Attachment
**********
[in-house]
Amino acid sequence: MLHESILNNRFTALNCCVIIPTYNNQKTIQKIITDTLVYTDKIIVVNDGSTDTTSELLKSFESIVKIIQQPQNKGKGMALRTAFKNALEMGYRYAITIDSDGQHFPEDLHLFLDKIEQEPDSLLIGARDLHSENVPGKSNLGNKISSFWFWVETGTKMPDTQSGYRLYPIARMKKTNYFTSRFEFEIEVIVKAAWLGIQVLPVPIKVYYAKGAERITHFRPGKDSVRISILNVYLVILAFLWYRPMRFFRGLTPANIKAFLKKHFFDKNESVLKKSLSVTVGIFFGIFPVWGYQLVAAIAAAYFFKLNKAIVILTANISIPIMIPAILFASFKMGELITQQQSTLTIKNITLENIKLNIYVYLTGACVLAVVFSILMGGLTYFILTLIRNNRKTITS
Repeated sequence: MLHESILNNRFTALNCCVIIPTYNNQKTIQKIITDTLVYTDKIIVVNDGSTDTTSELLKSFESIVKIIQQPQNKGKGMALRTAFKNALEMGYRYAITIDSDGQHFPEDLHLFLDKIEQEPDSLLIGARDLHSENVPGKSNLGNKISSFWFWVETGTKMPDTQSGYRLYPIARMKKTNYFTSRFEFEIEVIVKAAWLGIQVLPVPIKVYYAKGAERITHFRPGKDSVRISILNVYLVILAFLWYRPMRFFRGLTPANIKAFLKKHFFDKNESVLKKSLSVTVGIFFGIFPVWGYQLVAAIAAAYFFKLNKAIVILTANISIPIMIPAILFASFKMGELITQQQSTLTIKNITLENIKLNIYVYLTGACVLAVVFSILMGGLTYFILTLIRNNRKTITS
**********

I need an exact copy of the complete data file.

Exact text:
[in-house]
Amino acid sequence: MLHESILNNRFTALNCCVIIPTYNNQKTIQKIITDTLVYTDKIIVVNDGSTDTTSELLKSFESIVKIIQQPQNKGKGMALRTAFKNALEMGYRYAITIDSDGQHFPEDLHLFLDKIEQEPDSLLIGARDLHSENVPGKSNLGNKISSFWFWVETGTKMPDTQSGYRLYPIARMKKTNYFTSRFEFEIEVIVKAAWLGIQVLPVPIKVYYAKGAERITHFRPGKDSVRISILNVYLVILAFLWYRPMRFFRGLTPANIKAFLKKHFFDKNESVLKKSLSVTVGIFFGIFPVWGYQLVAAIAAAYFFKLNKAIVILTANISIPIMIPAILFASFKMGELITQQQSTLTIKNITLENIKLNIYVYLTGACVLAVVFSILMGGLTYFILTLIRNNRKTITS
Repeated sequence: MLHESILNNRFTALNCCVIIPTYNNQKTIQKIITDTLVYTDKIIVVNDGSTDTTSELLKSFESIVKIIQQPQNKGKGMALRTAFKNALEMGYRYAITIDSDGQHFPEDLHLFLDKIEQEPDSLLIGARDLHSENVPGKSNLGNKISSFWFWVETGTKMPDTQSGYRLYPIARMKKTNYFTSRFEFEIEVIVKAAWLGIQVLPVPIKVYYAKGAERITHFRPGKDSVRISILNVYLVILAFLWYRPMRFFRGLTPANIKAFLKKHFFDKNESVLKKSLSVTVGIFFGIFPVWGYQLVAAIAAAYFFKLNKAIVILTANISIPIMIPAILFASFKMGELITQQQSTLTIKNITLENIKLNIYVYLTGACVLAVVFSILMGGLTYFILTLIRNNRKTITS